08/21/2012 04:36 pm ET Updated Oct 21, 2012

My Favorite Campaign Movies

Elections bring out the primal nature of our better and worst selves. Normal discussions turn in to shouting matches as our core beliefs are put on trial. With the highest stakes imaginable, elections make for a fantastic sub-genre of political films known as the 'campaign movie.' Brimming with passion, satire or idealism, campaign movies embrace or attack (or both) what makes Democracy so powerful. In the heart of a particularly negative presidential campaign, I've compiled a list of my personal favorite campaign movies. This isn't a 'Best Of ' list, just a list of campaign films I love that also happen to be some of my favorite movies of all-time.

The Candidate

Robert Redford's Bill McKay is a passionate liberal who is reluctantly recruited to run for Senate because his father is a famous former Governor. It's not so bad because part of the deal is that he's supposed to lose the election, so McKay doesn't have to compromise his far left ideology as he campaigns across the state. But as he starts to catch up in the polls to the stodgy incumbent, McKay slowly starts to compromise his values in the quest to win. One of the great film close-ups comes at the end of the movie when McKay's father mutters the haunting line: "You're a politician now." In this moment we know the idealistic candidate has been fully transformed to a politician who abandons principle for victory. Essentially what every candidate has to do win.


Much more famous as an ode to the dreamers and lovers in the country music capitol, Robert Altman's ensemble kaleidoscope has a political campaign running through the spine of the story. Although we never see the candidate, Hal Phillip Walker, his grass-roots campaign for President is Omni-present as he espouses abolishing the Electoral College (great idea), the villainy of lawyers (sure), re-writing the national anthem (crazy), and taxing churches (kind of agree with this one). Walker's campaign is part folksy, part brilliant and part cuckoo for coco puffs, basically Ron Paul meets Ron Paul. The films powerful climax takes place at a campaign rally as country music and politics collide in tragedy. Without ever seeing his face, the candidate's car flees from the violent passions stirred by his angry rhetoric.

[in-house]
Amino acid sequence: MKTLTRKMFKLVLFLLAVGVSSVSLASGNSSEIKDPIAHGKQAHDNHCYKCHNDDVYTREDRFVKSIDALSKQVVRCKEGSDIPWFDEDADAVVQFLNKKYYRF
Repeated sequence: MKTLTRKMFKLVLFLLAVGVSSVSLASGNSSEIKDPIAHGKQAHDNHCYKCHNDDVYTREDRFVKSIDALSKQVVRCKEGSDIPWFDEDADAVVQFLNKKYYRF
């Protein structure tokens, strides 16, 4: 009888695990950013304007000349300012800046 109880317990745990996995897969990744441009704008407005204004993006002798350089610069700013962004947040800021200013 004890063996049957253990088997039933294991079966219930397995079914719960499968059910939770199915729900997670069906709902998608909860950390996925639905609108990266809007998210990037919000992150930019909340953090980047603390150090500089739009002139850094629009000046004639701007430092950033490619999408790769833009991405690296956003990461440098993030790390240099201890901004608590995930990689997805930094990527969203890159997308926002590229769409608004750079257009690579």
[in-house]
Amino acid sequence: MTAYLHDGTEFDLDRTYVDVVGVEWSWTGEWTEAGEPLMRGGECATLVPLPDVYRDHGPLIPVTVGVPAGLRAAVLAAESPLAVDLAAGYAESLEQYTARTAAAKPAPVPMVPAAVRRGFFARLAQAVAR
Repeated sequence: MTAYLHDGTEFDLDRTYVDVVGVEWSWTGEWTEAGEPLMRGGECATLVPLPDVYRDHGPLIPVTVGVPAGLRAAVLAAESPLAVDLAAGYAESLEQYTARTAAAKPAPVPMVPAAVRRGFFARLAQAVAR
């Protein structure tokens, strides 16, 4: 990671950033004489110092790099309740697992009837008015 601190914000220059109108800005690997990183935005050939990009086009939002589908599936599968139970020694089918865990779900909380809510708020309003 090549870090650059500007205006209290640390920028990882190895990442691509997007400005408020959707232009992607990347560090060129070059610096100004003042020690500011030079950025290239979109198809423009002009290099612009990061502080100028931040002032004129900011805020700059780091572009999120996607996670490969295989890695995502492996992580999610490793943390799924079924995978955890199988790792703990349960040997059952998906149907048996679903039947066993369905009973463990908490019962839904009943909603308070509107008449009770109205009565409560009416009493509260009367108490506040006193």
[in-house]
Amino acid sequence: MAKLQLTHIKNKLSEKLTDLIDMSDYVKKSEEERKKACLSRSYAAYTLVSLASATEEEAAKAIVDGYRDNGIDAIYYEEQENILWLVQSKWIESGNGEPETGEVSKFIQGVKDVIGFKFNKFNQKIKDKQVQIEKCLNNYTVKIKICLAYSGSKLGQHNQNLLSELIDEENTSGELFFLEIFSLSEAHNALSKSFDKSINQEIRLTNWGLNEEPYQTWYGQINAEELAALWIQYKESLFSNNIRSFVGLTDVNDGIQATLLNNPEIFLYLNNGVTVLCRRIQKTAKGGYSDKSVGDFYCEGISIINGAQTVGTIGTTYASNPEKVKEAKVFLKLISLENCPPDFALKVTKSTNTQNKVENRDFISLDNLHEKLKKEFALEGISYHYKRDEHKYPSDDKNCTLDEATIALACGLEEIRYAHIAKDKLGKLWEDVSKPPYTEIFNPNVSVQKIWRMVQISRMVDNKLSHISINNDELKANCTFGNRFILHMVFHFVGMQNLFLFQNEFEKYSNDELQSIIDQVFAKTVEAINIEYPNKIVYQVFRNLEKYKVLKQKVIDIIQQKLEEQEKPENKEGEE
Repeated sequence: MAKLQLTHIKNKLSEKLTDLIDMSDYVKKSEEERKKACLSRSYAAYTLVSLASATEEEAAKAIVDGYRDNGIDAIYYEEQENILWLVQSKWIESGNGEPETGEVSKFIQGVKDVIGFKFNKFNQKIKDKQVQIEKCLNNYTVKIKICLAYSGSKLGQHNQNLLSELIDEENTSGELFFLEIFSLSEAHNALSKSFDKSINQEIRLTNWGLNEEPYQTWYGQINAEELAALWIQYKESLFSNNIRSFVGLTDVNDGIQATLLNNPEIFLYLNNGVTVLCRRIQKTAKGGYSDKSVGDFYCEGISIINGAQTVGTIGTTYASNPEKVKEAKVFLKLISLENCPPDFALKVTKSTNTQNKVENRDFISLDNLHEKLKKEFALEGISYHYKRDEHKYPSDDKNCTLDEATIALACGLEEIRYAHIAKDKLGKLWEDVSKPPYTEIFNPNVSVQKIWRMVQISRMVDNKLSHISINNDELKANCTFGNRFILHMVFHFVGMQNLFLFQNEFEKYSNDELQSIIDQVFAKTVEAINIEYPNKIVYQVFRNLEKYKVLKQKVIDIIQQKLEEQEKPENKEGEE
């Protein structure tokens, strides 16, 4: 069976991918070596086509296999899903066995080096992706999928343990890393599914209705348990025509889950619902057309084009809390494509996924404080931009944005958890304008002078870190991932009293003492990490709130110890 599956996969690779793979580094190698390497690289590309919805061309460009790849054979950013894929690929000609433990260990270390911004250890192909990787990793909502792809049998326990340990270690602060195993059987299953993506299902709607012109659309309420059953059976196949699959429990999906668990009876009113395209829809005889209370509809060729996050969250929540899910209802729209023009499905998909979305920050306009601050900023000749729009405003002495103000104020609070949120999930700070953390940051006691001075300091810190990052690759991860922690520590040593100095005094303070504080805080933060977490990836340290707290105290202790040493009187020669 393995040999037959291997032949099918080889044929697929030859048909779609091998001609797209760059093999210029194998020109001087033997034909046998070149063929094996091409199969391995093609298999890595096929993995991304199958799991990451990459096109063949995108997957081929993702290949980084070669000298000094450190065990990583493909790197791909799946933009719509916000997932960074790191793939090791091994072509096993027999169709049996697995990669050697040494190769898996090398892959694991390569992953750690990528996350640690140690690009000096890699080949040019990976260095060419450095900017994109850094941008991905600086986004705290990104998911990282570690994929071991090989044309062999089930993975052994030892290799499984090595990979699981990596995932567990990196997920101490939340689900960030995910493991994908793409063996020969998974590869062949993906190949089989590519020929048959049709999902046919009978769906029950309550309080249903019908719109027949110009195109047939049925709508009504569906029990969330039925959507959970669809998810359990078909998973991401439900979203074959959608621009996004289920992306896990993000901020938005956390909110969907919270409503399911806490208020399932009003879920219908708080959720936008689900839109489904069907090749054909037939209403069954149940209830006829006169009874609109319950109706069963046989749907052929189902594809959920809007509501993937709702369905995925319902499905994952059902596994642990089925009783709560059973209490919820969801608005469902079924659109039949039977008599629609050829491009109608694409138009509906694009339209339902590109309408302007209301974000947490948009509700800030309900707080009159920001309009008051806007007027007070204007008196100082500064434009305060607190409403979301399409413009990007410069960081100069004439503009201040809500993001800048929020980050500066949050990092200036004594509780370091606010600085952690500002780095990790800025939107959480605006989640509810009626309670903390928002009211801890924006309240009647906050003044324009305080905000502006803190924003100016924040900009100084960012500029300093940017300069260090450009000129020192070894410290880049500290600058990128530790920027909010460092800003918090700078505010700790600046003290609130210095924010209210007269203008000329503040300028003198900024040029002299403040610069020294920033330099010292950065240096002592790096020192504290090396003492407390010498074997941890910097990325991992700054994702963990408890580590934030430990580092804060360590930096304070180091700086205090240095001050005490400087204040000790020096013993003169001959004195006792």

Election is a prime example of how the voting process can bring out the worst in us as mild-mannered teacher, Mr. McAllister (beautifully played by Mathew Broderick), recruits a rival candidate for class president to run against annoying overachiever Tracy Flick. The plan backfires as he throws away his entire teaching career to ensure that Tracy looses. Hysterical, edgy and oddly exciting, Election is one of the great comedies of the last 20 years with Reese Witherspoon giving such an iconic performance that 'Tracy Flick' has become a social archetype. It was after watching this movie that I decided I wanted to start writing, so thank you for the inspiration, Alexander Payne!

Bob Roberts

Tim Robbins brilliant directorial debut about a conservative folk singer running for Senate was a prescient view at the blending of entertainment and politics that would years later take over American political discourse. Wickedly satirical, candidate Bob Roberts usurps the folk stylings of Bob Dylan and Woody Guthrie, but turns it on its head by using the populist art form to espouse ultra-conservative ideology. Some of the most hilarious moments are Roberts conservative folk songs with titles like 'Times are Changing Back,' 'Drugs Stink' and the anti-welfare ditty, 'Complain,' with the priceless lyrics -- "I don't have a house. I don't have a car. I spend all my money getting' drunk in a bar. I wanna be rich. I don't have a brain. Just give me a handout while I complain!'

Please Vote For Me

This is a little known Chinese documentary about a group of kids running for third grade class monitor in Wuhan, China. These adorable 8 year olds quickly learn the lessons of politics as they lie, cheat, steal, make back room deals, bully and bribe their way to victory. Whether it's communist propaganda criticizing Democracy or a humorous look at the human desire to win at any age, Please Vote For Me vacillates from hilarious to horrifying as the kids quickly learn what politics is really all about. One of my favorite moments is when the chubby bully, Cheng, makes the super sweet, Xu, cry during the 'talent' portion of the election. The plan goes awry when the entire class starts to cry too and seeing what he's caused, Cheng cries along with the class. Later, he uses the fact that Xu cried against her, even though it was he that caused her tears. Karl Rove wishes he was this good.

The Campaign

Comic masters Will Ferrell and Zach Galifianakis run the most vicious campaign in history in a comedy that is supposed to be satirical, but sadly, feels close to the real thing. Directed by comedy giant (and my frequent collaborator) Jay Roach, the film plays as a hysterical broad comedy as the candidates steal wives, punch babies and banish pugs. Amidst the hilarity is a direct attack on the corrupting nature of limitless campaign contributions made legal by the Citizens United decision. I've seen it three times and it gets funnier every time.